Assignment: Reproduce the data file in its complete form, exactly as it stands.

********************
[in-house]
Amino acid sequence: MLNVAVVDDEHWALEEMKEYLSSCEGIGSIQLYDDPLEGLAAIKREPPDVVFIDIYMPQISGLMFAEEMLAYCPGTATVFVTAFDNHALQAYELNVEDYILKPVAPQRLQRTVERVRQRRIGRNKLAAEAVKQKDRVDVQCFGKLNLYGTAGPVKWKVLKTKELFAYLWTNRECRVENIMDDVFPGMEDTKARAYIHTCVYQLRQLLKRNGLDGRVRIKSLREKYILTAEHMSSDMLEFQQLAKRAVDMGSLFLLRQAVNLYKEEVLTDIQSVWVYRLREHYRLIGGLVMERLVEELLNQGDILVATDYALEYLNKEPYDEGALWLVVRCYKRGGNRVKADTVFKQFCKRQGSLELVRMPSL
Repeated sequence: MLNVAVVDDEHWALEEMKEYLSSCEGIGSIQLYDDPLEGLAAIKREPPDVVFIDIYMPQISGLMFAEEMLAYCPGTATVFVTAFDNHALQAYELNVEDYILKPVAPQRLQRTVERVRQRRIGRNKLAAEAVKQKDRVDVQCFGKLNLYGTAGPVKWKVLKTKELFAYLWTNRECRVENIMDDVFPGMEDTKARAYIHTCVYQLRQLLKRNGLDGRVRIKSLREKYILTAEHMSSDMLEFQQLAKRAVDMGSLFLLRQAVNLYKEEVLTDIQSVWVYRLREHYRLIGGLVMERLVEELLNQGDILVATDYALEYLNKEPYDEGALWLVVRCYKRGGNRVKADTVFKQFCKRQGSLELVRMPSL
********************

[in-house]
Amino acid sequence: MLNVAVVDDEHWALEEMKEYLSSCEGIGSIQLYDDPLEGLAAIKREPPDVVFIDIYMPQISGLMFAEEMLAYCPGTATVFVTAFDNHALQAYELNVEDYILKPVAPQRLQRTVERVRQRRIGRNKLAAEAVKQKDRVDVQCFGKLNLYGTAGPVKWKVLKTKELFAYLWTNRECRVENIMDDVFPGMEDTKARAYIHTCVYQLRQLLKRNGLDGRVRIKSLREKYILTAEHMSSDMLEFQQLAKRAVDMGSLFLLRQAVNLYKEEVLTDIQSVWVYRLREHYRLIGGLVMERLVEELLNQGDILVATDYALEYLNKEPYDEGALWLVVRCYKRGGNRVKADTVFKQFCKRQGSLELVRMPSL
Repeated sequence: MLNVAVVDDEHWALEEMKEYLSSCEGIGSIQLYDDPLEGLAAIKREPPDVVFIDIYMPQISGLMFAEEMLAYCPGTATVFVTAFDNHALQAYELNVEDYILKPVAPQRLQRTVERVRQRRIGRNKLAAEAVKQKDRVDVQCFGKLNLYGTAGPVKWKVLKTKELFAYLWTNRECRVENIMDDVFPGMEDTKARAYIHTCVYQLRQLLKRNGLDGRVRIKSLREKYILTAEHMSSDMLEFQQLAKRAVDMGSLFLLRQAVNLYKEEVLTDIQSVWVYRLREHYRLIGGLVMERLVEELLNQGDILVATDYALEYLNKEPYDEGALWLVVRCYKRGGNRVKADTVFKQFCKRQGSLELVRMPSL